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Building on rail’s popularity with a multimodal approach

Posted: 17 April 2020 | | No comments yet

Darren Shirley, Chief Executive of Campaign for Better Transport, writes that the UK’s transport system is currently failing to deliver a fully integrated network and that rail’s integration with other modes of transport is crucial for unlocking the potential of the country’s passenger and rail freight network.

Building on rail’s popularity with a multimodal approach

With passenger numbers higher than ever, there is a real opportunity to exploit rail’s popularity and ensure door-to-door journeys are not only possible, but are the easy option.

Railways in the UK span the length and breadth of the country, connecting our towns and cities and transporting people and goods. An efficient, fast and environmentally less damaging mode of transport, railway’s success, however, is dependent on its connections to other modes. Few journeys, of people or freight, start and finish with the railway. Passengers need to get to and from a station, and freight must be transported between warehouses and stores. Integration with other modes is vital to the success of the railway, and how rail will continue to be a key element in our country’s transport network, tackling social, environmental and economic issues.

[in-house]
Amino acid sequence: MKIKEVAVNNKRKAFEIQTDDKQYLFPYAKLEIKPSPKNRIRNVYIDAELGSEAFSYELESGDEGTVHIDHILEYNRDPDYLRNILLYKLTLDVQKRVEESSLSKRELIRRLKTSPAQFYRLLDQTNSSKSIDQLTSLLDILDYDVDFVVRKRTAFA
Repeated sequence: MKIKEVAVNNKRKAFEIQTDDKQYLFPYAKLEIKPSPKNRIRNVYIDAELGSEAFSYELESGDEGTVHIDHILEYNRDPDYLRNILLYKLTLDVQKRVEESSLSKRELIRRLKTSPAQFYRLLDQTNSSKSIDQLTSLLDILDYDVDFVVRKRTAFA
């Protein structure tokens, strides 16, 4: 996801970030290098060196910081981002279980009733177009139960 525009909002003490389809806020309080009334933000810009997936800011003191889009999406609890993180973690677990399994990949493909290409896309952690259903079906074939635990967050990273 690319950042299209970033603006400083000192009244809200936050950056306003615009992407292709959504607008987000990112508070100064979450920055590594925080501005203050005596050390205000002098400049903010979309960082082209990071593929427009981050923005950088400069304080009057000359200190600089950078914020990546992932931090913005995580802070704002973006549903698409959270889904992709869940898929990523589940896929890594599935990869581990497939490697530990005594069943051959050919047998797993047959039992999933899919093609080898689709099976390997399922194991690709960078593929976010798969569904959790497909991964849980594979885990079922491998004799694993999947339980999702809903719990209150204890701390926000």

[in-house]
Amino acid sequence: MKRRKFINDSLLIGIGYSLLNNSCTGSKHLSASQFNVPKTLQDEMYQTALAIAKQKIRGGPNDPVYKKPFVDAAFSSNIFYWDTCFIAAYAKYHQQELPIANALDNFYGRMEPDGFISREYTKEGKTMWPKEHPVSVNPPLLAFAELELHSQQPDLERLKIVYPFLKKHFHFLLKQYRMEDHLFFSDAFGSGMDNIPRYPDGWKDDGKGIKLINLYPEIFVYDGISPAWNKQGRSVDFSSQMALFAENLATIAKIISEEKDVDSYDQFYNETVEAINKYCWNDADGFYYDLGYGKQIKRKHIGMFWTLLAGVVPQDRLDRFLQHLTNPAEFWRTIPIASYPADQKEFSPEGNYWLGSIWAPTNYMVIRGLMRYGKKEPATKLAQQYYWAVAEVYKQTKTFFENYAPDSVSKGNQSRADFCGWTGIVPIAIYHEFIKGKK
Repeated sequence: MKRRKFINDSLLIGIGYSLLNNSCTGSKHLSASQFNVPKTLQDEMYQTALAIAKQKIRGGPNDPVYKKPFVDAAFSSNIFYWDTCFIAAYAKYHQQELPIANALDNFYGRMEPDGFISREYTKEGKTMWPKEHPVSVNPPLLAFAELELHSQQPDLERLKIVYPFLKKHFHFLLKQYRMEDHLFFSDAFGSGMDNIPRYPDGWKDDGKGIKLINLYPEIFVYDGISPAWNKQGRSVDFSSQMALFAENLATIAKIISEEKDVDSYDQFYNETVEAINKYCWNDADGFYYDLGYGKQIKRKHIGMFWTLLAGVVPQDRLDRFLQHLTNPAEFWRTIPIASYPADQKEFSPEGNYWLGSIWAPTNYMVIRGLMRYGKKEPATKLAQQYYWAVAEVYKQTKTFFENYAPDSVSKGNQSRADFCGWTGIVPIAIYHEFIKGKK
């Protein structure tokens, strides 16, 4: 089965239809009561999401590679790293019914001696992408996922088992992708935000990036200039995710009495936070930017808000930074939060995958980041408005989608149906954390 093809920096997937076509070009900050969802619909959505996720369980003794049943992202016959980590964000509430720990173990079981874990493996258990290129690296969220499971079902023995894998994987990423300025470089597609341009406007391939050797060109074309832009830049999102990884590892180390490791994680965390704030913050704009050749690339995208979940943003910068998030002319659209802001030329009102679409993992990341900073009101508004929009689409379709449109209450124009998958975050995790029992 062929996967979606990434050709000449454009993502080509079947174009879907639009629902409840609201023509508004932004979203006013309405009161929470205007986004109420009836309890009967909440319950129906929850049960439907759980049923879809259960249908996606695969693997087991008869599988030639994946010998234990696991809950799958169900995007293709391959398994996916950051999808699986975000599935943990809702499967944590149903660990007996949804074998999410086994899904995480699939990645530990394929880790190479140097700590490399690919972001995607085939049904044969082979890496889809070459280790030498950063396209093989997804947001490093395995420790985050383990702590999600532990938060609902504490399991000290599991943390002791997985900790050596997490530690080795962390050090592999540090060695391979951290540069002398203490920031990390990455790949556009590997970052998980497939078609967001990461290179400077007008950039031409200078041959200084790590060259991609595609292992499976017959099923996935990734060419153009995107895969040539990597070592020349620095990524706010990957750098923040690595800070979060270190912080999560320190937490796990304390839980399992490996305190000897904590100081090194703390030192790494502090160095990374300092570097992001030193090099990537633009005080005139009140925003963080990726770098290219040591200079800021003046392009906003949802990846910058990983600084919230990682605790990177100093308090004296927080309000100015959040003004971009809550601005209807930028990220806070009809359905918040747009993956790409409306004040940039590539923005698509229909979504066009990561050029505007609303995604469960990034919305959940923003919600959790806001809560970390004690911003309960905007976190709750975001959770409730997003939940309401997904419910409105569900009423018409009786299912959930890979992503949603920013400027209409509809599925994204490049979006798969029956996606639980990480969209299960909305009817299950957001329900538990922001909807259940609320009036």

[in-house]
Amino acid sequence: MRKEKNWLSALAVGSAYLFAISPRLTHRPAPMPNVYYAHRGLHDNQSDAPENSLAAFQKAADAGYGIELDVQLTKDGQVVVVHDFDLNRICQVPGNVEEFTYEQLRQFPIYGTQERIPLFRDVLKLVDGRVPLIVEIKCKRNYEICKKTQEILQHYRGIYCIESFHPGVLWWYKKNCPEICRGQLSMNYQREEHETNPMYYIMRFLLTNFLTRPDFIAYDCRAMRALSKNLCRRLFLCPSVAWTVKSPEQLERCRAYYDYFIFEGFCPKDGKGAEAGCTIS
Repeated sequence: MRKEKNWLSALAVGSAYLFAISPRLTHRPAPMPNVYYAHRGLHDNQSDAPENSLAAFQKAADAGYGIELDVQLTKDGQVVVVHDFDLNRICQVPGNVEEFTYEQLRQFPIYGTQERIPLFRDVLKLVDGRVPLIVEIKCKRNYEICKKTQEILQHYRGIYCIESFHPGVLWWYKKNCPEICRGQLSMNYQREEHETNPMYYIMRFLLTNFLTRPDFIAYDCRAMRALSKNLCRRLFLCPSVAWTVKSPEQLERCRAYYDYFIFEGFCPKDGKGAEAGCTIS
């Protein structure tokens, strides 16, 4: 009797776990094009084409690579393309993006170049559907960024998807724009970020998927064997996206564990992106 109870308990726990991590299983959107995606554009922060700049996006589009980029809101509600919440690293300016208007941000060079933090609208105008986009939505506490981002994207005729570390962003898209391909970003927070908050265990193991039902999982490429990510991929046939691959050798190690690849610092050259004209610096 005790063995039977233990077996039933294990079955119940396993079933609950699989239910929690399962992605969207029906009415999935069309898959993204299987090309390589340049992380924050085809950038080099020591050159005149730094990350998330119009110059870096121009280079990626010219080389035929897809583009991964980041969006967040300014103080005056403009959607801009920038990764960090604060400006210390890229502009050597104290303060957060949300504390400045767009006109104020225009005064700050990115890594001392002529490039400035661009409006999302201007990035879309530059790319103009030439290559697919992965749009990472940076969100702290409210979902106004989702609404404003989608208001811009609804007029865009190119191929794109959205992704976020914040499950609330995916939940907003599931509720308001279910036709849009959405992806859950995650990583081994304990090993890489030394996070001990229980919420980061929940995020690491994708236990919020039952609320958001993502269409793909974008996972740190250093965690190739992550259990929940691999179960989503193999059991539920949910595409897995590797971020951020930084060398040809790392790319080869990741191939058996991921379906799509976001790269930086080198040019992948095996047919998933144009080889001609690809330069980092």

The influence of interchanges

Effective modal interchanges are central to creating efficient, affordable, accessible and comprehensive transport networks. That much of the country lacks such systems is the result of disjointed transport planning and investment.

So, why is it that our transport system fails to deliver a fully integrated network? Planning, operation and investment in individual transport modes is undertaken in isolation. This means much transport planning remains reductive. For example, if there is a budget for roads, then the response to a congested road will be to add more road capacity. It will not, generally, be to identify the wider causes of the congestion, nor to contemplate the best transport solution to resolve it. A principal casualty of the current approach is interchanges. By definition, interchanges require a joined-up approach to transport. Despite some recent attempts at more creative planning, opportunities to link up road and rail infrastructure and services are routinely missed and often undervalued.

Good interchanges can greatly influence the travel choices people make.

Good interchanges can greatly influence the travel choices people make. Existing interchanges have developed for many reasons: to take advantage of co-located transport infrastructure, to make the most efficient use of the available capacity or to support new retail and housing development.

 










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